Changes to the bottom plate
For the DC jack, I chose the bottom to mount it to. As the bottom panel is quite thick, first drill a hole that is just large enough for the actual connector (the metal part of the connector). Then drill -from the bottom side up- a larger hole (of course not completely through the bottom panel!), as the connector has a plastic casing that will be in the way otherwise. The DC-panel mount can be glued in place.
Step 4: Electronics
The electronics for this project are actually quite simple. The whole project runs on a small 12V power supply. A latching button, let's you switch the power on and off. The Arduino Nano and other parts actually run on 5V, so the voltage is converted using a DC-DC buck converter. Note that the LED-strip I used, requires 12V.
The Arduino Nano is at the middle and is connected to:
- 5V power from DC-DC buck
- 4 buttons (Start, Stop, Plus and Minus)
The four buttons are simply connected to a digital input and to GND. In the code, the internal pull up is set. The DS3231 is connected via I2C. For an Arduino Nano, SDA is connected to A4 and SCL is connected to A5. The display requires next to 5V and GND, two digital ports.
For the buzzer and LED-strip, I used a small perfboard. Both parts are connected to a digital output of the Arduino. The LED strip is connected via a 1 kOhm resistor and a transistor. For convenience during assembly, I connected the LED-strip with a connector. When I finished all soldering, I wished I used more connectors. With connectors, you can simply try all parts separately and if a part fails for whatever reason, it is easier to replace.
To prevent any short circuits, I extensively used shrink tubes. And before shrinking the tubes, check whether every works! :-)
Step 5: Assembling
Now it's time to assemble the kitchen. First, insert all buttons in the designated holes. As I used LED buttons, each with a different color, I chose the following order (from left to right): blue, yellow, green, and red
The functionality of the buttons will be (same order): increase timer, decrease timer, start oven timer, and stop.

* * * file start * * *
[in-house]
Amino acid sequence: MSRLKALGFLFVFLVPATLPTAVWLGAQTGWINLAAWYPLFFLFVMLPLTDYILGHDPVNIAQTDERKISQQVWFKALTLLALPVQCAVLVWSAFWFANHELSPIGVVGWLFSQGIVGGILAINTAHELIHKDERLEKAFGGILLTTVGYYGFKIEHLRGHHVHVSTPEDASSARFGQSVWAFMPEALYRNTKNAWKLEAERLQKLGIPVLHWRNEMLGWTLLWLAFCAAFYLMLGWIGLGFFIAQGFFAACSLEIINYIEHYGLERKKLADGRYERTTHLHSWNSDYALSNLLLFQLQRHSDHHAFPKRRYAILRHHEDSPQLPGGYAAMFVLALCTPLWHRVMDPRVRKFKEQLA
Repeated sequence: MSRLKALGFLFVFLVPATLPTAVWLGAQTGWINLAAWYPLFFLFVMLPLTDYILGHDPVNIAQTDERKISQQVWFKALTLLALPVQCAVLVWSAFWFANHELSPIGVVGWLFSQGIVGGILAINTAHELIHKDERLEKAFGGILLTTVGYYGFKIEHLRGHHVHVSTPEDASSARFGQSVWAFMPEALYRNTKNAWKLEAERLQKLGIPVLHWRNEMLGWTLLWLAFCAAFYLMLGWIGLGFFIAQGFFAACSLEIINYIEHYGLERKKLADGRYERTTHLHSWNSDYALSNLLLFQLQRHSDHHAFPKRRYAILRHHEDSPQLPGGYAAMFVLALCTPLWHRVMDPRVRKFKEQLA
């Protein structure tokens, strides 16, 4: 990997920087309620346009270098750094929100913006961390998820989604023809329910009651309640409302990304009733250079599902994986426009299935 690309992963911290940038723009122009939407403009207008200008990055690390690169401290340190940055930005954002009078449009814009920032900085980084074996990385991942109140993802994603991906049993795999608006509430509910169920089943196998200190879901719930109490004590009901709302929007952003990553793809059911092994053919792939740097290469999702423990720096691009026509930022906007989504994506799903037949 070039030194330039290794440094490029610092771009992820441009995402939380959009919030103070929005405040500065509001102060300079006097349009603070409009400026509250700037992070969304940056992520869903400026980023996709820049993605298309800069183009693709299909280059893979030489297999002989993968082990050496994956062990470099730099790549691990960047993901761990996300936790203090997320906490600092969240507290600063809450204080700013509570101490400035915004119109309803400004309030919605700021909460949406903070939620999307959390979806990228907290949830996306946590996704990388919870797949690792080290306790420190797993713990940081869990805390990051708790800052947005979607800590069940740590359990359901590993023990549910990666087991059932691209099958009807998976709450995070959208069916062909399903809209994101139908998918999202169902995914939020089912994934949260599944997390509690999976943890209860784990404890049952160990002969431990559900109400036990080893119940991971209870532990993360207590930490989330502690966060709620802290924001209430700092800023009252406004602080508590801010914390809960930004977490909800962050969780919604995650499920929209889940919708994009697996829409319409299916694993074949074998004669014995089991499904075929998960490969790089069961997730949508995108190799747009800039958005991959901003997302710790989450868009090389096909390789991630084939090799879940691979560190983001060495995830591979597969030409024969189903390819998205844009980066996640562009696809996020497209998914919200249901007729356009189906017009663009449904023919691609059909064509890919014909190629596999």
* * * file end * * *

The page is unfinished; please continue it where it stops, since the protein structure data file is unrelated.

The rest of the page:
Then, add the power button, DC jack and display. Note that my TM1637 display had a connector on the front. This connector has been removed (desoldering). I inserted the components I mentioned above and then simply followed the Ikea manual and until the counter top is to be mounted on the kitchen. Note that soldering the components when the kitchen is already somewhat built, makes it easier, as you don't have to hold the components.
As this will be a project kids will play with, it is a really good idea to shield off all electronics. It's not to protect the kids, it's to protect the electronics from those little exploring hands... :-) The LED strip can also be simply glued to it as well. A small hole is enough to put the wires through. Simply cut out a rectangular part from 5 mm MDF dimensions x mm. Pieces of scrap wood can be used to hold the plate in place. Don't block any pre-drilled holes in the side panels, as those holes are required for assembling the kitchen.
When the kitchen was finished, I created a nice logo in black vinyl and cut some red transparent plastic (from an old alarm clock) in the correct dimensions for the display.
Step 6: Programming the Arduino
For programming the Arduino, I used the Arduino IDE. The program requires 4 modules to be installed. These are:
- DS1307RTC ( in manage libraries in Arduino IDE)
- Time ( https://github.com/PaulStoffregen/Time )
- TM1637Display ( https://github.com/avishorp/TM1637 )
- Wire (builtin)
The code contains many inline comments for extra clarification, as I don't think the code itself would be self-explaining to everyone (including myself after a couple of months). What the comments do lack is an overview of how it all works. So here I'll provide a quick overview of the program.
After the setup procedure, the program can be one of four states, as the Arduino is either:
- Showing the time on the display (default state)
- Setting the timer
- Showing the timer that counts down to 00:00
In the standard loop procedure, the following things will happen each loop:
- Check the buttons whether one has been pressed and act accordingly
- For example, increase the timer with a step, stop the timer and switch state to show time, etc.
- Check whether something needs to be done based on the current state
- For example, decrease the time as a second has passed, or show the new time, since the time has changed
Step 7: Have Fun!!!
Both my daughters like playing with the kitchen. They make all kinds of stuff in it, pancakes, cakes, coffee, hot chocolate, soup, etc.
Normally they're not allowed to push any buttons in our kitchen, but on theirs the can simply hold a button, push a button as hard as they like, hit the button with another object. :-)
Be aware that the buzzer is actually quite loud. Mounting a small piece of tape over it will easily fix that for you!
Grand Prize in the
Design For Kids Challenge